But Beltane answered, smiling a little as one that gloried in his freedom:

  "No woman hath ever touched my heart, yet have I lived nor found it lonely, hitherto."

  But hereupon, resting her white fingers on his arm, she leaned nearer to him so that he felt her breath warm upon his cheek, and there stole to him the faint, sweet perfume of her hair.

  "Beware, O scorner of women! for I tell thee that ere much time hath passed thou shalt know love——aye, in such fashion as few men know—— wherefore I say——beware, Beltane!"

  But Beltane the strong, the mighty, shook his head and smiled.

  "Nay," quoth he, "a man's heart may be set on other things, flowers may seem to him fairer than the fairest women, and the wind in trees sweeter to him than their voices."

  Now as she hearkened, the Duchess Helen grew angry, yet straightway, she dissembled, looking upon him 'neath drooping lashes. Soft and tender-eyed and sighing, she answered:

  "Ah, Beltane! how unworthy are such things of a man's love! For if he pluck them, that he may lay these flowers upon his heart, lo! they fade and wither, and their beauty and fragrance is but a memory. Ah, Beltane, when next ye sing, choose you a worthier theme."

  "Of what shall I sing?" said Beltane.

  Very soft she answered, and with eyes abased:

  "Think on what I have told thee, and sing——of love."

  And so she sighed, and looked on him once, then wheeled her palfrey, and was gone up the glade; but Beltane, as he watched her go, was seized of a sudden impulse and over-took her, running.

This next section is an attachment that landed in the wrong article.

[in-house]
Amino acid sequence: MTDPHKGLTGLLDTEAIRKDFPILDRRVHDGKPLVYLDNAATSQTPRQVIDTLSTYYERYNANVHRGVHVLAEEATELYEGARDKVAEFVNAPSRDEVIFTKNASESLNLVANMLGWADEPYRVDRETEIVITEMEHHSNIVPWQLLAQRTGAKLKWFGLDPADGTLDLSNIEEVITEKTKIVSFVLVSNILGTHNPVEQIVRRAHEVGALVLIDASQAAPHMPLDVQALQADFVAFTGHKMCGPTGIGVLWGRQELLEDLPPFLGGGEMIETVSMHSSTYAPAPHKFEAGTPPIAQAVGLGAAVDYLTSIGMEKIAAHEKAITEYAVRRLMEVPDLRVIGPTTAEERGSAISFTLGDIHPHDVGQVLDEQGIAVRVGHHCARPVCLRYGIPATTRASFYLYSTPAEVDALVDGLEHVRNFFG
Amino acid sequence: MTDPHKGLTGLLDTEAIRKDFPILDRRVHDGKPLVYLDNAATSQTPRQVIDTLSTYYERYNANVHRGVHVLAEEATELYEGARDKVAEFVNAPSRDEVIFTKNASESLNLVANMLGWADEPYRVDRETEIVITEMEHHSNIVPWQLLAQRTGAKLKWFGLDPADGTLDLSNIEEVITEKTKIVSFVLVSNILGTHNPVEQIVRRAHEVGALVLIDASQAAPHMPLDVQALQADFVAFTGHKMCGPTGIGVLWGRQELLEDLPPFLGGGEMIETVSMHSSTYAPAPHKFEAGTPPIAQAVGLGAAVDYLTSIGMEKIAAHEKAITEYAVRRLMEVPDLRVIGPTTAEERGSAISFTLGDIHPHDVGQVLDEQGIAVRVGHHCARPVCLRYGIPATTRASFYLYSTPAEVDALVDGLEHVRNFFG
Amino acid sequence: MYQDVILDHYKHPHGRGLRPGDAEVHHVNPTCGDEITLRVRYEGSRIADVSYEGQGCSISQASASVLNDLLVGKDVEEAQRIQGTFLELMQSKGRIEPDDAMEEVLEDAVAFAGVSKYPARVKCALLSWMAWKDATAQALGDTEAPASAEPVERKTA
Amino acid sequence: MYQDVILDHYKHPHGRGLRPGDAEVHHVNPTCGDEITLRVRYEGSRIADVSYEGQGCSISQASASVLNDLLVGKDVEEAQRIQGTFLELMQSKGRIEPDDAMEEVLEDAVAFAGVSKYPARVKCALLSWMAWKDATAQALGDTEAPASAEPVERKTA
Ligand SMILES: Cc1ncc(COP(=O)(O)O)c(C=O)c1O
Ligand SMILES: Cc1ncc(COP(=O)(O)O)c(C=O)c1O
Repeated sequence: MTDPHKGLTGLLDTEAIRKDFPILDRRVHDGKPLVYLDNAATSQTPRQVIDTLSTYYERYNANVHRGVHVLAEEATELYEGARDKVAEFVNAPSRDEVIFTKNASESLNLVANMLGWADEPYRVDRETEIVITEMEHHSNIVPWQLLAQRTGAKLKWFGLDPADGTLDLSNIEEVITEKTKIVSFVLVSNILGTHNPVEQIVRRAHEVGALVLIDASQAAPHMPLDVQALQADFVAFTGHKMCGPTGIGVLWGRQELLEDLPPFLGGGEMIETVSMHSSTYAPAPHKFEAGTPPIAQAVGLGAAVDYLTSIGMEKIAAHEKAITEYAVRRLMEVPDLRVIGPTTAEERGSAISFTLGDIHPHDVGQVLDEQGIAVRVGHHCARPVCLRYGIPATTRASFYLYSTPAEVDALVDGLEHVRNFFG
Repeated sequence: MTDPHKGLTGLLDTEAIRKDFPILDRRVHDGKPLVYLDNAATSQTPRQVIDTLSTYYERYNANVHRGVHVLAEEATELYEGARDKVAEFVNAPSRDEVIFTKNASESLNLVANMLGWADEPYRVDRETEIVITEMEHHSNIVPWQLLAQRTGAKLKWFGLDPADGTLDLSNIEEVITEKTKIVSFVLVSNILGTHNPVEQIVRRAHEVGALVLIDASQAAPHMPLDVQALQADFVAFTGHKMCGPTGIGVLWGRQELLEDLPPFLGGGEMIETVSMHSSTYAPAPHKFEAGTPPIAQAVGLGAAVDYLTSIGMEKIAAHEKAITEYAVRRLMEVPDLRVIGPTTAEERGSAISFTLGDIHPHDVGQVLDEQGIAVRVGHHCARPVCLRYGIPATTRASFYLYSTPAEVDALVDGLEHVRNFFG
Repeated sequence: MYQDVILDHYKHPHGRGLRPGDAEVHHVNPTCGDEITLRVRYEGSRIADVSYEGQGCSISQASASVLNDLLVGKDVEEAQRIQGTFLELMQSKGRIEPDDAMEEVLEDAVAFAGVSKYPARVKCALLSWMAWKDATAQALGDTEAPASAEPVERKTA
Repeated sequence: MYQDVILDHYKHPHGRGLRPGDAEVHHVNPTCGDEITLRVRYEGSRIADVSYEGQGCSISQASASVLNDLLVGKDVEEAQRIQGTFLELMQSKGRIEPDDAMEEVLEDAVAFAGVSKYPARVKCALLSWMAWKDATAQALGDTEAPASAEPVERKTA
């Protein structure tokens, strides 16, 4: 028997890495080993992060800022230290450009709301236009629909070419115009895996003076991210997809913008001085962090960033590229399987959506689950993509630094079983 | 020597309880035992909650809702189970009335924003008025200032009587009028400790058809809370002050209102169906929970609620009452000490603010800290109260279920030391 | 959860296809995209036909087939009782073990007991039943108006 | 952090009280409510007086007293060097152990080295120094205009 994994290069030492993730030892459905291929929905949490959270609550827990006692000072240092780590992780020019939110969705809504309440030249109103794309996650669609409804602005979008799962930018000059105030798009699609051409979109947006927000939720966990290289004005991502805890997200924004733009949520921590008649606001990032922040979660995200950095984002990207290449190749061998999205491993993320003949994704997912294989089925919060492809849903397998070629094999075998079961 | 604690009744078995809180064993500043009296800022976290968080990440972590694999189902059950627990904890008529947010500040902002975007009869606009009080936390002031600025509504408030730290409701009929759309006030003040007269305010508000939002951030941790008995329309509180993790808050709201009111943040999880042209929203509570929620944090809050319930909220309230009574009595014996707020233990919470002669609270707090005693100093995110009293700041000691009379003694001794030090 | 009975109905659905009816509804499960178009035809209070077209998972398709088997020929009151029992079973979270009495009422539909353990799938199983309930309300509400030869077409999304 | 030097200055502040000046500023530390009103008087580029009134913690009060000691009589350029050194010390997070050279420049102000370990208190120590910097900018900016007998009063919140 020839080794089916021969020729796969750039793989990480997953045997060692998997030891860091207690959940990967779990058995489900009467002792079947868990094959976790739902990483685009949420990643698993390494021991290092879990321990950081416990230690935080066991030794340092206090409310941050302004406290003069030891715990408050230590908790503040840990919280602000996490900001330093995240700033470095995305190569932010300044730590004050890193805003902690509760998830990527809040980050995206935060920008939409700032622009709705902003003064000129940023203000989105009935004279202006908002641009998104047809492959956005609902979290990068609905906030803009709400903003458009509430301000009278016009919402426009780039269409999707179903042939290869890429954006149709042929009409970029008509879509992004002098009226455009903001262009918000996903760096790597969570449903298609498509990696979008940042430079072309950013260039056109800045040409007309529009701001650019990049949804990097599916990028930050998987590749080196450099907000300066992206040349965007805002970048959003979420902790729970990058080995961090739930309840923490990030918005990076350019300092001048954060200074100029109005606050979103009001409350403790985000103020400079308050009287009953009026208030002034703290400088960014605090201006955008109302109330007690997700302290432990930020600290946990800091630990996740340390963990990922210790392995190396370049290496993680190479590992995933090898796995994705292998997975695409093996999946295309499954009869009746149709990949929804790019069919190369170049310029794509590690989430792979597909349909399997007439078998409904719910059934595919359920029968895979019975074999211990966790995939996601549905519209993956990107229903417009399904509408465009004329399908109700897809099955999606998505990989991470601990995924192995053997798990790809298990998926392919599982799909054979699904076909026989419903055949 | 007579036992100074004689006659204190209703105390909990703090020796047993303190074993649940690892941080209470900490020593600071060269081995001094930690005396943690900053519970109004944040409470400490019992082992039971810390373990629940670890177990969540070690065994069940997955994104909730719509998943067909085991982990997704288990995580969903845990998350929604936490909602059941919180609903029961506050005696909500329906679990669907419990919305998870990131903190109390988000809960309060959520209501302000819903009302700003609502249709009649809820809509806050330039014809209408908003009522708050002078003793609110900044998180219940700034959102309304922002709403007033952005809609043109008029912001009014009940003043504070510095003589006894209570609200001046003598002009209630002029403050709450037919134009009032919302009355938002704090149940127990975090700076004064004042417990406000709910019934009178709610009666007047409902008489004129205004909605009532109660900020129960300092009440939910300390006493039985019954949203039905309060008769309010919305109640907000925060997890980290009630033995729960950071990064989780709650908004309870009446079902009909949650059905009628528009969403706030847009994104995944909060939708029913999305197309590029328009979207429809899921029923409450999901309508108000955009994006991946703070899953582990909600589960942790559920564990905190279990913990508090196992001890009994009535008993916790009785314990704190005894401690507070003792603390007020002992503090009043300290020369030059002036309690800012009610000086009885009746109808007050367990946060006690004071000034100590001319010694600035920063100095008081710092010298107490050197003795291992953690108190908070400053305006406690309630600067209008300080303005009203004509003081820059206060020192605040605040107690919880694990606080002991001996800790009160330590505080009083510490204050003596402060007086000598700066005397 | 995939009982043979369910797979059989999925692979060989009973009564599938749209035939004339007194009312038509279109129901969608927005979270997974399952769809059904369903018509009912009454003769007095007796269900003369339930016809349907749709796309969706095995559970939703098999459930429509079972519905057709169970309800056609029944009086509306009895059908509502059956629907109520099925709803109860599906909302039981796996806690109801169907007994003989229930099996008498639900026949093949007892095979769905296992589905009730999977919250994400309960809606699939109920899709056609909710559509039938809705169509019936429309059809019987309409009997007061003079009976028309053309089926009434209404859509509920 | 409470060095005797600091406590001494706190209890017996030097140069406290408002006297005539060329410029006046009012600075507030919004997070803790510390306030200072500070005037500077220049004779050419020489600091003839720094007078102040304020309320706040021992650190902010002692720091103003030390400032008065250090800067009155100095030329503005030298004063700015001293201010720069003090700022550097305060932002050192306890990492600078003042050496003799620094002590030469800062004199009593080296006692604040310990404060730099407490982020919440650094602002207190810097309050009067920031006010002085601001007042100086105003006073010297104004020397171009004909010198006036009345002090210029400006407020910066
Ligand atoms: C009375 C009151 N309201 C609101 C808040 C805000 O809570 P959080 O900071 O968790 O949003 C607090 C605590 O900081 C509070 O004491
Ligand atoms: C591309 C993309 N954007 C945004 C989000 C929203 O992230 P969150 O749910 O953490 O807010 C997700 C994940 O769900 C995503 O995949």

"Beseech thee," cried he, barring her path, "tell me thy name!"

  Then Helen the Beautiful, the wilful, laughed and swerved her palfrey, minded to leave him so; but Beltane sprang and caught the bridle.

  "Tell me thy name," said he again.

  "Let me go!"

  "Thy name, tell me thy name."

  But the Duchess laughed again, and thinking to escape him, smote her horse so that it started and reared; once it plunged, and twice, and so stood trembling with Beltane's hand upon the bridle; wherefore a sudden anger came upon her, and, bending her black brows, she raised her jewelled riding-rod threateningly. But Beltane only smiled and shook his head, saying:

  "Unless I know thy name thou shalt not fare forth of the greenwood."

  So the proud lady of Mortain looked down upon Beltane in amaze, for there was none in all the Duchy, knight, noble or princeling, who dared gainsay her lightest word; wherefore, I say, she stared upon this bold forest knave with his golden hair and gentle eyes, his curved lips and square chin; and in eyes and mouth and chin was a look of masterfulness, challenging, commanding. And, meeting that look, her heart leapt most strangely with sudden, sweet thrill, so that she lowered her gaze lest he should see, and when she spake her voice was low and very sweet:

  "Tell me I pray, why seek you my name, and wherefore?"

  Quoth Beltane, soft and slow as one that dreams:

  "I have seen thine eyes look at me from the flowers, ere now, have heard thy laughter in the brook, and found thy beauty in all fair things: methinks thy name should be a most sweet name."

  Now was it upon her lips to tell him what he asked, but, being a woman, she held her peace for very contrariness, and blushing beneath his gaze, looked down and cried aloud, and pointed to a grub that crawled upon her habit. So Beltane loosed the bridle, and in that moment, she laughed for very triumph and was off, galloping 'neath the trees. Yet, as she went, she turned and called to him, and the word she called was:——